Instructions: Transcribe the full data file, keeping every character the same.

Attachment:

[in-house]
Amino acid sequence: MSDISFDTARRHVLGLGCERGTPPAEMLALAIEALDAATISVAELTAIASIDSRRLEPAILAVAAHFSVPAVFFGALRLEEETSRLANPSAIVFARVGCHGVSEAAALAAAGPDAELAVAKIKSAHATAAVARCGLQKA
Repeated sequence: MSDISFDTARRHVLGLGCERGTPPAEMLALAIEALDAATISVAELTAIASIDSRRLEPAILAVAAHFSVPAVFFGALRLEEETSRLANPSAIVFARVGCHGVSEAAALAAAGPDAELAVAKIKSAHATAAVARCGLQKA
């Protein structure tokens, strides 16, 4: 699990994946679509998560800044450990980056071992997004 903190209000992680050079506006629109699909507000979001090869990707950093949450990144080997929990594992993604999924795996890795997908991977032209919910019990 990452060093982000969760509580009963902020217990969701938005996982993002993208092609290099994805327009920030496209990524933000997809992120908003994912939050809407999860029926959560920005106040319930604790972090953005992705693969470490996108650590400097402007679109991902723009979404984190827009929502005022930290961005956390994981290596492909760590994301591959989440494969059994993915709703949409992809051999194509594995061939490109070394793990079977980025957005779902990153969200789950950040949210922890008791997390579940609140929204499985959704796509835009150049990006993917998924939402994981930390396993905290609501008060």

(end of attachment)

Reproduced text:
[in-house]
Amino acid sequence: MSDISFDTARRHVLGLGCERGTPPAEMLALAIEALDAATISVAELTAIASIDSRRLEPAILAVAAHFSVPAVFFGALRLEEETSRLANPSAIVFARVGCHGVSEAAALAAAGPDAELAVAKIKSAHATAAVARCGLQKA
Repeated sequence: MSDISFDTARRHVLGLGCERGTPPAEMLALAIEALDAATISVAELTAIASIDSRRLEPAILAVAAHFSVPAVFFGALRLEEETSRLANPSAIVFARVGCHGVSEAAALAAAGPDAELAVAKIKSAHATAAVARCGLQKA
């Protein structure tokens, strides 16, 4: 699990994946679509998560800044450990980056071992997004 903190209000992680050079506006629109699909507000979001090869990707950093949450990144080997929990594992993604999924795996890795997908991977032209919910019990 990452060093982000969760509580009963902020217990969701938005996982993002993208092609290099994805327009920030496209990524933000997809992120908003994912939050809407999860029926959560920005106040319930604790972090953005992705693969470490996108650590400097402007679109991902723009979404984190827009929502005022930290961005956390994981290596492909760590994301591959989440494969059994993915709703949409992809051999194509594995061939490109070394793990079977980025957005779902990153969200789950950040949210922890008791997390579940609140929204499985959704796509835009150049990006993917998924939402994981930390396993905290609501008060």